Monty grabs lead entering final round in season-opener
KAILUA-KONA, Hawaii – Colin Montgomerie shot a second straight 7-under 65 to take a two-shot lead into the final round of the Mitsubishi Electric Championship, the season opener on the PGA Tour Champions.
The 54-year-old Scot, a six-time winner on the over-50 tour, didn't miss a fairway on Friday and made five birdies on the back nine to reach 14 under at Hualalai.
Montgomerie has made 17 birdies through 36 holes and said he will have to continue cashing in on his opportunities.
''We know that I've got to score something similar to what I've done – 66, 67, something like that, at least,'' Montgomerie said. ''You know the competition out here is so strong that if you do play away from the pins, you'll get run over. It's tough, but hey, it's great.''
First-round co-leaders Gene Sauers and Jerry Kelly each shot 68 and were 12 under.
''I hit the ball really well. You know, all the putts that dropped yesterday didn't drop today,'' Kelly said. ''I was just short and burning edges. It was good putting again. They just didn't go in.''
David Toms was three shots back after a 66. Woody Austin, Mark Calcavecchia and Doug Garwood each shot 67 and were another shot behind.
Bernhard Langer, defending the first of his seven 2017 titles, was six shots back after a 67.
The limited-field tournament on Hawaii's Big Island includes last season's winners, past champions of the event, major champions and Hall of Famers.
''We've enjoyed ourselves thoroughly here,'' Montgomerie said. ''It's just a dramatic spot, isn't it? If you don't like this, well, I'm sorry, take a good look in the mirror, you know?''
The missing link: Advice from successful tour pros
Today’s topic is significant in that it underscores the direction golf is headed, a direction that has me a little concerned.
Now, more than ever, it has become the norm for PGA Tour players to put together a team to assist in all aspects of their career. These teams can typically include the player’s swing coach, mental coach, manager, workout specialist, dietician, physical therapist, short-game guru, doctor, accountant, nanny and wife. Though it often concerns me the player may be missing out when others are making decisions for them, that is not the topic.
I want to talk about what most players seem to be inexplicably leaving off their teams.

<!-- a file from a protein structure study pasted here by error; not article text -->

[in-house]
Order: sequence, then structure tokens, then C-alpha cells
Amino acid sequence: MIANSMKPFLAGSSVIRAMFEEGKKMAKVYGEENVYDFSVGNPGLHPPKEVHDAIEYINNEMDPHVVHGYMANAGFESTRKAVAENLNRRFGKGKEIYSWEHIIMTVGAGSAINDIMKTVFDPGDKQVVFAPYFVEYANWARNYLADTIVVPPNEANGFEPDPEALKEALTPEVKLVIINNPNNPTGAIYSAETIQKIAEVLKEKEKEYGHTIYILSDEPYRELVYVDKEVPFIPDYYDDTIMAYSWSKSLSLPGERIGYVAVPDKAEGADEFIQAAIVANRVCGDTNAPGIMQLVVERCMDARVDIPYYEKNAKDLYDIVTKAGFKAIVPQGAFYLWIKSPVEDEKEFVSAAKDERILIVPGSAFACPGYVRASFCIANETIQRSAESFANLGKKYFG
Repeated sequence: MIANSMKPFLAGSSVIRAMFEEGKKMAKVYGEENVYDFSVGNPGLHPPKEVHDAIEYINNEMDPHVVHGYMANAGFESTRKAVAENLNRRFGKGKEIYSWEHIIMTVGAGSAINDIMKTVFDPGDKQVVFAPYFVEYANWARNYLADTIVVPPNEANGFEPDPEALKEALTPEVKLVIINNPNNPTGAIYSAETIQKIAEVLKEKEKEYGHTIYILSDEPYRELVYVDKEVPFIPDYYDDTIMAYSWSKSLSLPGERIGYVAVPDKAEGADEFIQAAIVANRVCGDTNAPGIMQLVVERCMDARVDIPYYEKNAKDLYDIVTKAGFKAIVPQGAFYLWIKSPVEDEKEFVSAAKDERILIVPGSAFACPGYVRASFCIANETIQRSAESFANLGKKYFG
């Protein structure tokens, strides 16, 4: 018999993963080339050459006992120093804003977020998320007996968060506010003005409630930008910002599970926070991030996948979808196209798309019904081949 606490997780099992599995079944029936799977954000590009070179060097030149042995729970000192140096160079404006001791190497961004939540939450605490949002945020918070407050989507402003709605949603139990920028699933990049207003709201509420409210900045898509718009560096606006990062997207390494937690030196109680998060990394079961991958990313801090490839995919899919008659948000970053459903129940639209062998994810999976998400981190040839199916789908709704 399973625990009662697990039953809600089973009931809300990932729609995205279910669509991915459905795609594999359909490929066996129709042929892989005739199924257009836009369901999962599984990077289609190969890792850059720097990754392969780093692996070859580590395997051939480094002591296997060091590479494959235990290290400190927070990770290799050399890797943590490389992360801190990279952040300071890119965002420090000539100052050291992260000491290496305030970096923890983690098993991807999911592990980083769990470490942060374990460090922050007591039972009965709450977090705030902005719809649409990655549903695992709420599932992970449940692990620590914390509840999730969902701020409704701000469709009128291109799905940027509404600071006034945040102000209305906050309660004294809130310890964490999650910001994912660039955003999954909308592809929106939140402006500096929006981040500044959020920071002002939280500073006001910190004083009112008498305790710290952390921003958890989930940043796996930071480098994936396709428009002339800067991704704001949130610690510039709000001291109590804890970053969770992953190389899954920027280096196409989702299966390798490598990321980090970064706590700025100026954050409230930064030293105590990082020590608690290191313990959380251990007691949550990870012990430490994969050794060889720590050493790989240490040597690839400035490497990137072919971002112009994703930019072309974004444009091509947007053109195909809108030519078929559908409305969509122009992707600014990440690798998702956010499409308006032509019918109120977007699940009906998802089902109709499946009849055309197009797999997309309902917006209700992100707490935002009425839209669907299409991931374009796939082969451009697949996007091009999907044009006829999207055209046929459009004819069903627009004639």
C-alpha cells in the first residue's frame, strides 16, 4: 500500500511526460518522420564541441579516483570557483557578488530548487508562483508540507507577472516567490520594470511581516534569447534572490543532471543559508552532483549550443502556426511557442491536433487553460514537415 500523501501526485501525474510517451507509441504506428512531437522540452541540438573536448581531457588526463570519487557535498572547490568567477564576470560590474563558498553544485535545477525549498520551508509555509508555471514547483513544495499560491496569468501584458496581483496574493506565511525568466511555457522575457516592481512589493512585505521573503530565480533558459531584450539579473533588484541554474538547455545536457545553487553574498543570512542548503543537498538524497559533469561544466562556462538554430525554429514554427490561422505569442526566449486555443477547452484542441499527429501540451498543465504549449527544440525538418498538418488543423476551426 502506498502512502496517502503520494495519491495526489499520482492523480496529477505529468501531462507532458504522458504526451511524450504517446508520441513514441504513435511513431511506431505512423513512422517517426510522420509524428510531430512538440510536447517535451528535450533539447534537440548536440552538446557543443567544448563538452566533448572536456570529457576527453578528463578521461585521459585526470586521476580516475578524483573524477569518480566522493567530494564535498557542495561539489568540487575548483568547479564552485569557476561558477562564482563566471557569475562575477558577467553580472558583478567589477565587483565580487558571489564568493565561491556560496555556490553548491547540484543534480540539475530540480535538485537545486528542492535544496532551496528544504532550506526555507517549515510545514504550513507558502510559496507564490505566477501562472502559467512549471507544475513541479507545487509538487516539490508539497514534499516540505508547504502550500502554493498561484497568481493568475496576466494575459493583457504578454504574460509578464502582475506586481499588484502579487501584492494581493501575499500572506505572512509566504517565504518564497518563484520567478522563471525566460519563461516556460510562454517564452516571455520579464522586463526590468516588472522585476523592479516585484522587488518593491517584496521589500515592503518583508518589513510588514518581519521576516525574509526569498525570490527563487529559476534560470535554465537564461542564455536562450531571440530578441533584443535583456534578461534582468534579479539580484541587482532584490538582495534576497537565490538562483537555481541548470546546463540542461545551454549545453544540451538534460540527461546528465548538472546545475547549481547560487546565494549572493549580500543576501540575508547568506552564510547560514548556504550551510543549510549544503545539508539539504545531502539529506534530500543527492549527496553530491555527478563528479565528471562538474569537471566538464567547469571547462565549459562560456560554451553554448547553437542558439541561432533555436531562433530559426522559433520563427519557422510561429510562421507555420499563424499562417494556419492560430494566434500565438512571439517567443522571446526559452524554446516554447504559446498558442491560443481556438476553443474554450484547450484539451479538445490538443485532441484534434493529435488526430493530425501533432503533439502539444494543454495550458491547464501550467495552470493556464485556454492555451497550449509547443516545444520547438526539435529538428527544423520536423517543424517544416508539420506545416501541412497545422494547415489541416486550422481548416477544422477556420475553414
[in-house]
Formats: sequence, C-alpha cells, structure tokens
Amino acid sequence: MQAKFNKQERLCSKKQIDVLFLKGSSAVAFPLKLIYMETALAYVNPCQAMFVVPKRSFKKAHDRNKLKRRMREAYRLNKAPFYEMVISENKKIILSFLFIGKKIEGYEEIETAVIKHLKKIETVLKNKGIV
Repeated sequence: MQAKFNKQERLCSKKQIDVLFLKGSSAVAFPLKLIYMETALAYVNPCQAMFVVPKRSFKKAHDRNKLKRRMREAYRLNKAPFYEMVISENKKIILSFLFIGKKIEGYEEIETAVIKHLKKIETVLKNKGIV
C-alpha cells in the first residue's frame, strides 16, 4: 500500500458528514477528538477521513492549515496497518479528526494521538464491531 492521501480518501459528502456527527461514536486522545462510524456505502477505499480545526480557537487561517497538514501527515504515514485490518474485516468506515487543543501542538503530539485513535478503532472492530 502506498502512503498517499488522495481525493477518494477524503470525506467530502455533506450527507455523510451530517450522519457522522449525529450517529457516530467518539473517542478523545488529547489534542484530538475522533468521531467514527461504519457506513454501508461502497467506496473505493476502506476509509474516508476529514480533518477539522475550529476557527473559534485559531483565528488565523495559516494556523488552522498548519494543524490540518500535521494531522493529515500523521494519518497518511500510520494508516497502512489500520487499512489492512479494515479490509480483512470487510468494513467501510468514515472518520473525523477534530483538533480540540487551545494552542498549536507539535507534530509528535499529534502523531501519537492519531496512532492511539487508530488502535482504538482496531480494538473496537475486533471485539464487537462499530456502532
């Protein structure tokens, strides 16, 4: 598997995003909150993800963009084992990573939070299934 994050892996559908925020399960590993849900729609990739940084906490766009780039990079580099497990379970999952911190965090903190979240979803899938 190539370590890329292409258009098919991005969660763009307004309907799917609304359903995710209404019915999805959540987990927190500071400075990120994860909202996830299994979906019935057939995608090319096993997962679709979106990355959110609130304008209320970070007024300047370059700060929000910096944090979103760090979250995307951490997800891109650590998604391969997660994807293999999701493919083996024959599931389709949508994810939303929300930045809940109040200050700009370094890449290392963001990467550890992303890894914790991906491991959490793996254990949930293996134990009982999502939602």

One of the things that separates great players from the rest of the pack – other than talent – is the great player’s ability to routinely stay comfortable and play with focus and clarity in all situations. Though innate to many, this skill is trainable and can be learned. Don’t get too excited, the details of such a plan are too long and more suited for a book than the short confines of this article.
So, if that aspect of the game is so important, where is the representative on the player’s team who has stood on the 18th tee with everything on the line? Where is the representative on the team who has experienced, over and over, what the player will be experiencing? In other words, where is the successful former tour player on the team?
You look to tennis and many players have such a person on their team. These teacher/mentors include the likes of Boris Becker, Ivan Lendl, Jimmy Connors and Brad Gilbert. Why is it not the norm in golf?
Sure, a few players have sought out the advice of Jack Nicklaus, but he’s not part of a team. The teaching ranks also include some former players like Butch Harmon and a few others. But how many teams include a player who has contended in a major, let alone won one or more?
I’m not here to argue the value and knowledge of all the other coaches who make up a player’s team. But how can the value of a successful tour professional be overlooked? If I’m going to ask someone what I should do in various situations on the course, I would prefer to include the experienced knowledge of players who have been there themselves.
This leads me to the second part of today’s message. Is there a need for the professional players to mix with professional teachers to deliver the best and most comprehensive teaching philosophy to average players? I feel there is.